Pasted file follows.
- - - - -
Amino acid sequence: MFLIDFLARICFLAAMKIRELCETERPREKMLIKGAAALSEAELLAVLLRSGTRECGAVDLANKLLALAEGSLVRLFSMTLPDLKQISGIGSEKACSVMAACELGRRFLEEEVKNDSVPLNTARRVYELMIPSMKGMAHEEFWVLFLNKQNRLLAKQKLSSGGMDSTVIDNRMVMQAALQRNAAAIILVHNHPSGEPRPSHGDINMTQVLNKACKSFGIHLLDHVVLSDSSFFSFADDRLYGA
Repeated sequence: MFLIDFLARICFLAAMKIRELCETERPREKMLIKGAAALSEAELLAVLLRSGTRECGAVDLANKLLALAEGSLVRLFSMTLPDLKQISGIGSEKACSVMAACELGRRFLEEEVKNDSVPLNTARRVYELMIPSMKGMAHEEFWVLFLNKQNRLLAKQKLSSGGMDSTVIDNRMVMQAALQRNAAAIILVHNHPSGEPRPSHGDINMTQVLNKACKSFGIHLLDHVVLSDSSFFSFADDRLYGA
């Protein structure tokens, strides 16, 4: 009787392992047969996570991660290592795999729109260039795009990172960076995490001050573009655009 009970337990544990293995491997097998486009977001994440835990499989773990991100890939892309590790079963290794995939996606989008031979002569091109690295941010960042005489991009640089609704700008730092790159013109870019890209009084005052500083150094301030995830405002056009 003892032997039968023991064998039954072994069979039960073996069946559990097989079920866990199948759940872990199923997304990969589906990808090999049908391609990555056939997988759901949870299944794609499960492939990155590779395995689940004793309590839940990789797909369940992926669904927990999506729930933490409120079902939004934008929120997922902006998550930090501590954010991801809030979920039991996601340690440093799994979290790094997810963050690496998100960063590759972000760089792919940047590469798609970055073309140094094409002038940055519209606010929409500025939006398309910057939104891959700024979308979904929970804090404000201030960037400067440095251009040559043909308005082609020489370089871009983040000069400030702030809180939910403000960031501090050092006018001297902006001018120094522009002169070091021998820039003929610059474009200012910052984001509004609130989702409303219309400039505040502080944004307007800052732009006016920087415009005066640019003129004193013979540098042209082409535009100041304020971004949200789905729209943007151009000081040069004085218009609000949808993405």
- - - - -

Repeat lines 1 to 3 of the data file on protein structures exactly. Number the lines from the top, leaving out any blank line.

Amino acid sequence: MFLIDFLARICFLAAMKIRELCETERPREKMLIKGAAALSEAELLAVLLRSGTRECGAVDLANKLLALAEGSLVRLFSMTLPDLKQISGIGSEKACSVMAACELGRRFLEEEVKNDSVPLNTARRVYELMIPSMKGMAHEEFWVLFLNKQNRLLAKQKLSSGGMDSTVIDNRMVMQAALQRNAAAIILVHNHPSGEPRPSHGDINMTQVLNKACKSFGIHLLDHVVLSDSSFFSFADDRLYGA
Repeated sequence: MFLIDFLARICFLAAMKIRELCETERPREKMLIKGAAALSEAELLAVLLRSGTRECGAVDLANKLLALAEGSLVRLFSMTLPDLKQISGIGSEKACSVMAACELGRRFLEEEVKNDSVPLNTARRVYELMIPSMKGMAHEEFWVLFLNKQNRLLAKQKLSSGGMDSTVIDNRMVMQAALQRNAAAIILVHNHPSGEPRPSHGDINMTQVLNKACKSFGIHLLDHVVLSDSSFFSFADDRLYGA
């Protein structure tokens, strides 16, 4: 009787392992047969996570991660290592795999729109260039795009990172960076995490001050573009655009 009970337990544990293995491997097998486009977001994440835990499989773990991100890939892309590790079963290794995939996606989008031979002569091109690295941010960042005489991009640089609704700008730092790159013109870019890209009084005052500083150094301030995830405002056009 003892032997039968023991064998039954072994069979039960073996069946559990097989079920866990199948759940872990199923997304990969589906990808090999049908391609990555056939997988759901949870299944794609499960492939990155590779395995689940004793309590839940990789797909369940992926669904927990999506729930933490409120079902939004934008929120997922902006998550930090501590954010991801809030979920039991996601340690440093799994979290790094997810963050690496998100960063590759972000760089792919940047590469798609970055073309140094094409002038940055519209606010929409500025939006398309910057939104891959700024979308979904929970804090404000201030960037400067440095251009040559043909308005082609020489370089871009983040000069400030702030809180939910403000960031501090050092006018001297902006001018120094522009002169070091021998820039003929610059474009200012910052984001509004609130989702409303219309400039505040502080944004307007800052732009006016920087415009005066640019003129004193013979540098042209082409535009100041304020971004949200789905729209943007151009000081040069004085218009609000949808993405």